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London Rents Are Falling

London Rents Are Falling

Published: 01/06/2020 By WD

Should you move now?

With rents currently falling by 15 per cent in some parts of London you should move now, if you can, to make long-term savings.

Latest figures from Rightmove show average asking rents are currently up 0.3 per cent on this time last year.

However, the average asking rent is lower than pre-lockdown prices at £1,993 per month, compared to £2,046.

While some landlords are dropping rents to attract viewings, others are listing at the same price they let for last year but accepting significantly lower offers.

The latest Royal Institution of Chartered Surveyors index predicts that rents will continue to fall across the UK in the next three months but will stabilise in 12 months.

By 2025 the industry body expects rents to be rising by about 2.5 per cent per year.

If you are in a position to move now without breaking your contract, you could find a cheaper home, or even trade up to a nicer area or property.

Having outside space, a home office and nice parks nearby have become the overwhelming preoccupation of lockdown.


The London zones where rents are falling

It should come as no surprise that rents in the capital have fallen after nine weeks of lockdown.

The housing market was on pause for seven of those weeks, with strict restrictions on home moves and viewings — eased only on May 13 — bringing it to an almost complete standstill.

Figures show that average rents have fallen by 1.3 per cent across London compared to last year, with the biggest falls seen in Zones 1-3.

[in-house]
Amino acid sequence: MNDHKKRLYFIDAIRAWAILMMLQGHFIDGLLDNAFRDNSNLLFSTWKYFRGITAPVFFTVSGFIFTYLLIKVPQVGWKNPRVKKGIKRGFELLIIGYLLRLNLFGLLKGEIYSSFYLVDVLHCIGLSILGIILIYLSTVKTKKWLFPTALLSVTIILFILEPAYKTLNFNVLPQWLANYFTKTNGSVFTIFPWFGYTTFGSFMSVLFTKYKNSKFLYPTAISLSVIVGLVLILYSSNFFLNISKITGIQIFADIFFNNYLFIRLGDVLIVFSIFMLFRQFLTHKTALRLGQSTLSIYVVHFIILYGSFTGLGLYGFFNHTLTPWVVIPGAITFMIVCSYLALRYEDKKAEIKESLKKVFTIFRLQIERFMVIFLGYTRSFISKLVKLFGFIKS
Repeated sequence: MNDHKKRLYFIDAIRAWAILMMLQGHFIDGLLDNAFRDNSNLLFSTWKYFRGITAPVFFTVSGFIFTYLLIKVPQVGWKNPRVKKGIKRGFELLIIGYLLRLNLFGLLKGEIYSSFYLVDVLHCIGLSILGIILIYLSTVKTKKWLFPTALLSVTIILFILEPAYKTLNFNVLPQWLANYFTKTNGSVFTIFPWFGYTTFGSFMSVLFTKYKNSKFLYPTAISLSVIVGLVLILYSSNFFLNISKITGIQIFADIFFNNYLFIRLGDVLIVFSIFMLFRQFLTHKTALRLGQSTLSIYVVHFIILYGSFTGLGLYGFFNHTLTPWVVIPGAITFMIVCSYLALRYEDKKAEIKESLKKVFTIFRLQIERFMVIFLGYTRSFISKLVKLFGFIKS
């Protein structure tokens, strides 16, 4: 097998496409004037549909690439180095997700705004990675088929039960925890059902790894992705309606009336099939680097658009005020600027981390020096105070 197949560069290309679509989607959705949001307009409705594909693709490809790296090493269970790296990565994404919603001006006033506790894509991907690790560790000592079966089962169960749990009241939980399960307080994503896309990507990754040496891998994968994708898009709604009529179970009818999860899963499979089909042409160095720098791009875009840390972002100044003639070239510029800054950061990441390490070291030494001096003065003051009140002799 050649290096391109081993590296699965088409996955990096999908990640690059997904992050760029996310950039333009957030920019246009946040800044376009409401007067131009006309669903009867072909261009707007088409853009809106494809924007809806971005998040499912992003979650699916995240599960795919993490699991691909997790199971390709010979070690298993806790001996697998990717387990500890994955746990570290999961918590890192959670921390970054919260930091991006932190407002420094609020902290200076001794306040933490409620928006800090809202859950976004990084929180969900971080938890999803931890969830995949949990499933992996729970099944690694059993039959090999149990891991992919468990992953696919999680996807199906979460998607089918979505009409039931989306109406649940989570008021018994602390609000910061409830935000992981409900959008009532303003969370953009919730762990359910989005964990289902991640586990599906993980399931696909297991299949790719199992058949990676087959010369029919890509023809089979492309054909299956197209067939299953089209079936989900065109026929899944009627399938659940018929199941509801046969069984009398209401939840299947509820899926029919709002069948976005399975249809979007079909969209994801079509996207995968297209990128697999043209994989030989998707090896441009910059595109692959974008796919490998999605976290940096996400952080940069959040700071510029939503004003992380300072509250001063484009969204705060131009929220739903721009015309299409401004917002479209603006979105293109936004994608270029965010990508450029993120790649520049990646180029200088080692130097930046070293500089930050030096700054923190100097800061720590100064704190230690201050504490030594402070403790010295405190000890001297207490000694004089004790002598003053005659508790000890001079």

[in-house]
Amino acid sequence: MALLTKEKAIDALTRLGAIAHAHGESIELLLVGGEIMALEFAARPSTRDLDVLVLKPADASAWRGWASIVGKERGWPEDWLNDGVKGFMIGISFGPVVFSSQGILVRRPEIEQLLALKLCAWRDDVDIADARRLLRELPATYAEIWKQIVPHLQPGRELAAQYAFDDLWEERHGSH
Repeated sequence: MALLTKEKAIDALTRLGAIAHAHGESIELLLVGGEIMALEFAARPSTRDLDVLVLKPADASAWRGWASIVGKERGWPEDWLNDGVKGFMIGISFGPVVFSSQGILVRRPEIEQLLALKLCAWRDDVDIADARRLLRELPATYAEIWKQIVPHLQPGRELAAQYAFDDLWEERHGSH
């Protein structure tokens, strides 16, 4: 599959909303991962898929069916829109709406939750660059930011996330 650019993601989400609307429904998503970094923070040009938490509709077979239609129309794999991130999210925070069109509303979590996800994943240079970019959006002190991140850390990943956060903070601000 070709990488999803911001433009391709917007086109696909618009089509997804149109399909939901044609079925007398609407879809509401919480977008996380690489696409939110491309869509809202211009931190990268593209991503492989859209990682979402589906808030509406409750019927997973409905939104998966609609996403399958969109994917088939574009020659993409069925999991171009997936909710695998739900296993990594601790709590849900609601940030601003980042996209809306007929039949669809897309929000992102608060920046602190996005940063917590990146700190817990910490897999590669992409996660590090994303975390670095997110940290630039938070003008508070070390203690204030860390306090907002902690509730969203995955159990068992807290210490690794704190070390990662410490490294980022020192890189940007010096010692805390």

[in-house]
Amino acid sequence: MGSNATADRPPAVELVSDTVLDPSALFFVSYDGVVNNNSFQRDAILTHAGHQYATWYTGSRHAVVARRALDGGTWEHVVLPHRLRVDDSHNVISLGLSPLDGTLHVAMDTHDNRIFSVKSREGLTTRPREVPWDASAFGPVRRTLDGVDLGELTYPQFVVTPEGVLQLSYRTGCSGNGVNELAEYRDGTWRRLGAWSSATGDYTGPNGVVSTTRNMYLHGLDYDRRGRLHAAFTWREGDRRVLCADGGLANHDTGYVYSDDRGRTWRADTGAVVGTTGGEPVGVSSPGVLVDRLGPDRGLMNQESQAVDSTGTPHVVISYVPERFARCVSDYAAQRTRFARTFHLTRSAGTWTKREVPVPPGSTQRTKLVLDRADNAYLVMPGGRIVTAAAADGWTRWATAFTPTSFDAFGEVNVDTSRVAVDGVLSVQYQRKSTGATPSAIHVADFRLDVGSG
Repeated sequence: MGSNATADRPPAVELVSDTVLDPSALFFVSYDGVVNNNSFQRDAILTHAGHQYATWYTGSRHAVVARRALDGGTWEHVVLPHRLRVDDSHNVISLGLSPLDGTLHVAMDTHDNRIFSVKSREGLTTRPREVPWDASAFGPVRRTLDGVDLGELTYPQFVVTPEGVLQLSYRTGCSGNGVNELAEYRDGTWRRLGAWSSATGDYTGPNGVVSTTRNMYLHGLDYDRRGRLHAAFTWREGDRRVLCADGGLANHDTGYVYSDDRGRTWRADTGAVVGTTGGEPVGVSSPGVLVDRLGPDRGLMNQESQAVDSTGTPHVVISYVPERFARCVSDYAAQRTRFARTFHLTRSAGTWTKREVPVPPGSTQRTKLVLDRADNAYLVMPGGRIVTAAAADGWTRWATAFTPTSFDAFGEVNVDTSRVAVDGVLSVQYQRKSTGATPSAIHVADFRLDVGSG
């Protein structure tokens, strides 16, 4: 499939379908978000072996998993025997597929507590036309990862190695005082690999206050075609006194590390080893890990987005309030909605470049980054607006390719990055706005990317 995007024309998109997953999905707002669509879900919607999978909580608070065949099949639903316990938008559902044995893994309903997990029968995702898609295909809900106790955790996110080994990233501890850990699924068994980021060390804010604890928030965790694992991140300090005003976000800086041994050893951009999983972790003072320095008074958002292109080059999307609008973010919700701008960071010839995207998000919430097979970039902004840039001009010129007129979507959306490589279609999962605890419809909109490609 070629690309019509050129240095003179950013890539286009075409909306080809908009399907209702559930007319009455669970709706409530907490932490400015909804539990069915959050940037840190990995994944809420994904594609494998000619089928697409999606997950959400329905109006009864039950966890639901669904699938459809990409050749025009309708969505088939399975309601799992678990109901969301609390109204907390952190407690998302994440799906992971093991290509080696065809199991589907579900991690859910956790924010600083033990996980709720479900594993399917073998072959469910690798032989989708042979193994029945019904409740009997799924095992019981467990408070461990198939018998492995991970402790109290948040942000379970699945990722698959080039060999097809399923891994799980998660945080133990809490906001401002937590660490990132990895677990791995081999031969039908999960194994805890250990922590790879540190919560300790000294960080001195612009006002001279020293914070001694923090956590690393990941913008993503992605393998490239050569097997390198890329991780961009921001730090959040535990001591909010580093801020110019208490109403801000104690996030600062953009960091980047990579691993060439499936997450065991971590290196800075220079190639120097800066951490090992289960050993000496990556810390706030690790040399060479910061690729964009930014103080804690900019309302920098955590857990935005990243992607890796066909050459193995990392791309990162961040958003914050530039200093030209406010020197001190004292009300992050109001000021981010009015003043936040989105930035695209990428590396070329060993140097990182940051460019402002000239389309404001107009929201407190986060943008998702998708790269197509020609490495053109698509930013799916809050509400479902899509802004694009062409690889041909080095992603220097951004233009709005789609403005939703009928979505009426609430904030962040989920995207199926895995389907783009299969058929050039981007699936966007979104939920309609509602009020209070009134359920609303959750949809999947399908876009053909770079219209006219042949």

In Zone 2 they were down 6.9 per cent to £2,520 a month, while Zone 1 rents dropped five per cent to £2,910.

With tourism hit, formerly short-term lets are flooding on to the long-term rental market.

With the market reopened and London tenants now looking to move house again, boosting demand, why are rents falling?

There’s still an imbalance between supply and demand because until restrictions eased, tenants were forced to put all but essential moves on hold, while landlords have continued to list their empty properties in the hope of avoiding a long and costly void period.

Affordability also plays a major role. With millions of renters now on the furlough scheme, many people’s incomes have already taken a 20 per cent hit, while many more are facing longer-term uncertainty around employment.


Where are rents falling most?

Room rental website SpareRoom pinpointed the London postcodes where rents have fallen the most since lockdown.

Its research finds that the largest rent reductions are in central London, with monthly falls of 12 per cent found in SW1, where the average room rent is now £952 per month.

The W1 postcode in and around Soho, Mayfair and Marylebone, saw the second-biggest rent drop, of 11 per cent, with the average room in the area now £1,012.